The Far-Reaching Benefits of Donating Platelets
Prevention & Treatment Platelets are often referred to as “liquid gold.” The blood component is shiny yellow, always in demand and, for patients who need them, priceless.
Some donors have made it their mission to help save lives by giving platelets. Donors like John Betzen, of Wichita, Kansas, are committed to doing their part to help patients in need with a dedication that never wavers. Betzen has already reached a major milestone, giving more than 520 blood and platelet donations.
For more than 45 years, Betzen has rolled up a sleeve knowing his donations are helping someone. In August 2011, that someone could have been his granddaughter Sarah. She was born with many complications, including an abnormal opening in her diaphragm. Over several months, Sarah needed surgeries to survive, as well as blood and platelet transfusions.
“'By donating platelets, more people can be helped because you can donate more frequently.'”
“Our family is very grateful to those donors who donated their platelets and blood,” says Betzen. “This is not something you can go to the store and purchase. We are certain it helped save Sarah’s life.”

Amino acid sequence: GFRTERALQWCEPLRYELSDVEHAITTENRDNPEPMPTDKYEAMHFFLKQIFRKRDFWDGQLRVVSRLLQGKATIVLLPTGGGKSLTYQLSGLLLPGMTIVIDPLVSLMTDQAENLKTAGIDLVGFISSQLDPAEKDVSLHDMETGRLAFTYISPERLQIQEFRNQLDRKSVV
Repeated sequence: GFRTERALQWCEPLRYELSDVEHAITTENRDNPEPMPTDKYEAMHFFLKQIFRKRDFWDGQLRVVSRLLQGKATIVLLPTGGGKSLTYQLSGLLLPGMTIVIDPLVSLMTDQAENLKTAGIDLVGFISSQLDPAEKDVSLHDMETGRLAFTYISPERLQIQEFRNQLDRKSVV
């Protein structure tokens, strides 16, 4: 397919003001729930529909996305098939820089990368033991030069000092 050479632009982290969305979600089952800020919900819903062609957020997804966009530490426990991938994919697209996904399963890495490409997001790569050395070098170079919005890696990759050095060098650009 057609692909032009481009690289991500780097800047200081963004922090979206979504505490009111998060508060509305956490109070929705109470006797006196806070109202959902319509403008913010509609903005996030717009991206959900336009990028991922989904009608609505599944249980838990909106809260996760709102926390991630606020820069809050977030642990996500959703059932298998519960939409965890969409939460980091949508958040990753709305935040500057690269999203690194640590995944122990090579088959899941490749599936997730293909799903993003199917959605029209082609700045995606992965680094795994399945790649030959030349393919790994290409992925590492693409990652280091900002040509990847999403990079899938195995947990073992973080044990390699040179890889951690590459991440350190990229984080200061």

Platelets are a key clotting component of blood often needed by those who are extremely ill, such as cancer patients, burn victims and bone marrow recipients. Unlike whole blood, which can be safely donated every 56 days, platelets can be donated every seven days, up to 24 times a year.
“By donating platelets, more people can be helped because you can donate more frequently,” explains Betzen. “It makes me feel good to help fill the need.” Platelets must be transfused within five days of donation. It’s important that eligible platelet donors give as often as possible to help ensure this potentially lifesaving blood product is available for patients whenever and wherever needed.
Individuals who are age 17 or older (16 with parental consent in most states), weigh at least 110 pounds and are in generally good health may be eligible to donate blood or platelets. High school students and other donors 18 years of age and younger have to meet certain height and weight requirements.